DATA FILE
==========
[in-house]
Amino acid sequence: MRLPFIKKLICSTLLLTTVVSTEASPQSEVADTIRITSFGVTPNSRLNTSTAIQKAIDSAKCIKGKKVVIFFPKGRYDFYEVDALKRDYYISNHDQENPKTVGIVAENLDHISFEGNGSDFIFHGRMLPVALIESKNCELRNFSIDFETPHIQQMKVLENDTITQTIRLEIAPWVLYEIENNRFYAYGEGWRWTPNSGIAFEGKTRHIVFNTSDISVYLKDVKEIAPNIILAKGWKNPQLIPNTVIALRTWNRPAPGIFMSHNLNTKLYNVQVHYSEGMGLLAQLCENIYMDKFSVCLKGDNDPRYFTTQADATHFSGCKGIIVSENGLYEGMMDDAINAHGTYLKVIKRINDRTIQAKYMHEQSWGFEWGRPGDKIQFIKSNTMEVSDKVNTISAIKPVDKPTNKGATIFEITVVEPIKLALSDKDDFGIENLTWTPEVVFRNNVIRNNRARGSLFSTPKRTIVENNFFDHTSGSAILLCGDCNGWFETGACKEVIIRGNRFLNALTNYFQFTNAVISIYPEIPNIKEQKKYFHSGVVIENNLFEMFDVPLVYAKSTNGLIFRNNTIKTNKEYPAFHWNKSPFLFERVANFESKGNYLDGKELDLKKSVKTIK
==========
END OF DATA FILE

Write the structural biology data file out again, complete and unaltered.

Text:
[in-house]
Amino acid sequence: MRLPFIKKLICSTLLLTTVVSTEASPQSEVADTIRITSFGVTPNSRLNTSTAIQKAIDSAKCIKGKKVVIFFPKGRYDFYEVDALKRDYYISNHDQENPKTVGIVAENLDHISFEGNGSDFIFHGRMLPVALIESKNCELRNFSIDFETPHIQQMKVLENDTITQTIRLEIAPWVLYEIENNRFYAYGEGWRWTPNSGIAFEGKTRHIVFNTSDISVYLKDVKEIAPNIILAKGWKNPQLIPNTVIALRTWNRPAPGIFMSHNLNTKLYNVQVHYSEGMGLLAQLCENIYMDKFSVCLKGDNDPRYFTTQADATHFSGCKGIIVSENGLYEGMMDDAINAHGTYLKVIKRINDRTIQAKYMHEQSWGFEWGRPGDKIQFIKSNTMEVSDKVNTISAIKPVDKPTNKGATIFEITVVEPIKLALSDKDDFGIENLTWTPEVVFRNNVIRNNRARGSLFSTPKRTIVENNFFDHTSGSAILLCGDCNGWFETGACKEVIIRGNRFLNALTNYFQFTNAVISIYPEIPNIKEQKKYFHSGVVIENNLFEMFDVPLVYAKSTNGLIFRNNTIKTNKEYPAFHWNKSPFLFERVANFESKGNYLDGKELDLKKSVKTIK